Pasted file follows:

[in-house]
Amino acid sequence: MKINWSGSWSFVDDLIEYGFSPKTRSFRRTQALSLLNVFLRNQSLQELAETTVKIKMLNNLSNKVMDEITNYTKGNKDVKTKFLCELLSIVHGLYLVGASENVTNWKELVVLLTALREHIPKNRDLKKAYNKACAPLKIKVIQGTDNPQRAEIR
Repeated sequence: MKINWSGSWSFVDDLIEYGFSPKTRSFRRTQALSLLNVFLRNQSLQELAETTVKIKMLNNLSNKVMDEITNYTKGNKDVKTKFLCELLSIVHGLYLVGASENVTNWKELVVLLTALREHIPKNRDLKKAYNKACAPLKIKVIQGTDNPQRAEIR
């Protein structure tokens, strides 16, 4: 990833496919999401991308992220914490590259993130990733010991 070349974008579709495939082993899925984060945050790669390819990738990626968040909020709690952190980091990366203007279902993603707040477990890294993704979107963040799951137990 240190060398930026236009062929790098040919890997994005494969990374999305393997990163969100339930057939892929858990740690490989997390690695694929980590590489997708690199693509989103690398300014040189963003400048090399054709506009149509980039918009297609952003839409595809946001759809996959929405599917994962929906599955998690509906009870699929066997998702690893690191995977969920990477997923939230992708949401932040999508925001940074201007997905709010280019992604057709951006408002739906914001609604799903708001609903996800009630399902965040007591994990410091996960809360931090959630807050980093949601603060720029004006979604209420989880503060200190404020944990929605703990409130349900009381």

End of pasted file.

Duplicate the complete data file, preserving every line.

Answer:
[in-house]
Amino acid sequence: MKINWSGSWSFVDDLIEYGFSPKTRSFRRTQALSLLNVFLRNQSLQELAETTVKIKMLNNLSNKVMDEITNYTKGNKDVKTKFLCELLSIVHGLYLVGASENVTNWKELVVLLTALREHIPKNRDLKKAYNKACAPLKIKVIQGTDNPQRAEIR
Repeated sequence: MKINWSGSWSFVDDLIEYGFSPKTRSFRRTQALSLLNVFLRNQSLQELAETTVKIKMLNNLSNKVMDEITNYTKGNKDVKTKFLCELLSIVHGLYLVGASENVTNWKELVVLLTALREHIPKNRDLKKAYNKACAPLKIKVIQGTDNPQRAEIR
């Protein structure tokens, strides 16, 4: 990833496919999401991308992220914490590259993130990733010991 070349974008579709495939082993899925984060945050790669390819990738990626968040909020709690952190980091990366203007279902993603707040477990890294993704979107963040799951137990 240190060398930026236009062929790098040919890997994005494969990374999305393997990163969100339930057939892929858990740690490989997390690695694929980590590489997708690199693509989103690398300014040189963003400048090399054709506009149509980039918009297609952003839409595809946001759809996959929405599917994962929906599955998690509906009870699929066997998702690893690191995977969920990477997923939230992708949401932040999508925001940074201007997905709010280019992604057709951006408002739906914001609604799903708001609903996800009630399902965040007591994990410091996960809360931090959630807050980093949601603060720029004006979604209420989880503060200190404020944990929605703990409130349900009381």